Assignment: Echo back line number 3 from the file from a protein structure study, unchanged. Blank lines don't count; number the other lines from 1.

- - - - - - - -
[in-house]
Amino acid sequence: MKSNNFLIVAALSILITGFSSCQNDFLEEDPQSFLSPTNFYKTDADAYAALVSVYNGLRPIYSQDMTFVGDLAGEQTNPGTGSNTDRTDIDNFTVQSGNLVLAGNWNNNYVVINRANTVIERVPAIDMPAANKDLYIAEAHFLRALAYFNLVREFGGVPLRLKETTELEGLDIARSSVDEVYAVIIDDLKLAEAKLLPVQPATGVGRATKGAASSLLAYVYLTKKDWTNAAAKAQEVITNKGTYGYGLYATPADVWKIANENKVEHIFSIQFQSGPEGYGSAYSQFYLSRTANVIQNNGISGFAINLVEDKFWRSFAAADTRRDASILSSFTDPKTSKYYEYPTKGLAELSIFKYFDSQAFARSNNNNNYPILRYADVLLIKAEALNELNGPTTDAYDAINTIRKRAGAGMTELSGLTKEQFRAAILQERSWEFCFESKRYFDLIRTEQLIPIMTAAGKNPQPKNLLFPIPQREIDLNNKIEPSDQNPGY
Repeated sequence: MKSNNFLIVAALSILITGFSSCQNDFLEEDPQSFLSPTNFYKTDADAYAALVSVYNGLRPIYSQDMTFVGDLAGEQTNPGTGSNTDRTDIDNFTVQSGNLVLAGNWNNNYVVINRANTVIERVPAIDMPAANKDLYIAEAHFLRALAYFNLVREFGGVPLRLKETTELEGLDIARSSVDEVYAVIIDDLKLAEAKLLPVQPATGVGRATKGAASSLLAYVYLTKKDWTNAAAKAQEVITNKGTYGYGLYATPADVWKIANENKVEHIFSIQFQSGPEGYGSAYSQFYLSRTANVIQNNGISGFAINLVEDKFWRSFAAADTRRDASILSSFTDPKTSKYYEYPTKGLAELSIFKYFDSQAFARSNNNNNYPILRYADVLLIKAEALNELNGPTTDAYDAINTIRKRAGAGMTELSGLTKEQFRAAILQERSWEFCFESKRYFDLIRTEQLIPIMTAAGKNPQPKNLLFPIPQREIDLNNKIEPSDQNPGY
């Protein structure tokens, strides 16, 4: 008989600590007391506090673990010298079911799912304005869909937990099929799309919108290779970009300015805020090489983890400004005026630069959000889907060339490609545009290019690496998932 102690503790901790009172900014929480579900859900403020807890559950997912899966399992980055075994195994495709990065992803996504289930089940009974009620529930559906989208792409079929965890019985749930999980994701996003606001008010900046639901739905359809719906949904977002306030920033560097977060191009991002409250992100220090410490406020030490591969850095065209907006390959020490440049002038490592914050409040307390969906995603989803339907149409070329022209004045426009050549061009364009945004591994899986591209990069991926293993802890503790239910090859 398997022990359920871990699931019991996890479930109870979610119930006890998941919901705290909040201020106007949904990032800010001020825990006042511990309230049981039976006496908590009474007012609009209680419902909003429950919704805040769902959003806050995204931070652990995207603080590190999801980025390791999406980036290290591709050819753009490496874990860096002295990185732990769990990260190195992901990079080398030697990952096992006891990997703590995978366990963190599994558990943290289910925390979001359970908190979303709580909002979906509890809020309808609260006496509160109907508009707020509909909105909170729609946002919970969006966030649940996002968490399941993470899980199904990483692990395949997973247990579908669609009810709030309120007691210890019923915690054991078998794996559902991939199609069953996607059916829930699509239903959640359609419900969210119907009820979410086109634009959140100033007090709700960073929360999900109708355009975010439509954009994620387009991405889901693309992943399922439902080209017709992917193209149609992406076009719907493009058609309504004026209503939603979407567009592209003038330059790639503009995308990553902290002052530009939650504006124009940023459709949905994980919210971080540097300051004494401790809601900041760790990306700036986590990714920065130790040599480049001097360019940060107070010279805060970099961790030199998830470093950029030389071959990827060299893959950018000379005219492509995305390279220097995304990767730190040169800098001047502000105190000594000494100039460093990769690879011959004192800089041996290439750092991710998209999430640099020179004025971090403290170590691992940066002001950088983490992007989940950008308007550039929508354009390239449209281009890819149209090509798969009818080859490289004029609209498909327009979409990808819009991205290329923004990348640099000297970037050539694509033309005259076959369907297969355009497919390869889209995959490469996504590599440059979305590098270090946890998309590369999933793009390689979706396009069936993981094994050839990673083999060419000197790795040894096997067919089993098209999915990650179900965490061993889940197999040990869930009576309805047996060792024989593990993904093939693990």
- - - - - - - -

Repeated sequence: MKSNNFLIVAALSILITGFSSCQNDFLEEDPQSFLSPTNFYKTDADAYAALVSVYNGLRPIYSQDMTFVGDLAGEQTNPGTGSNTDRTDIDNFTVQSGNLVLAGNWNNNYVVINRANTVIERVPAIDMPAANKDLYIAEAHFLRALAYFNLVREFGGVPLRLKETTELEGLDIARSSVDEVYAVIIDDLKLAEAKLLPVQPATGVGRATKGAASSLLAYVYLTKKDWTNAAAKAQEVITNKGTYGYGLYATPADVWKIANENKVEHIFSIQFQSGPEGYGSAYSQFYLSRTANVIQNNGISGFAINLVEDKFWRSFAAADTRRDASILSSFTDPKTSKYYEYPTKGLAELSIFKYFDSQAFARSNNNNNYPILRYADVLLIKAEALNELNGPTTDAYDAINTIRKRAGAGMTELSGLTKEQFRAAILQERSWEFCFESKRYFDLIRTEQLIPIMTAAGKNPQPKNLLFPIPQREIDLNNKIEPSDQNPGY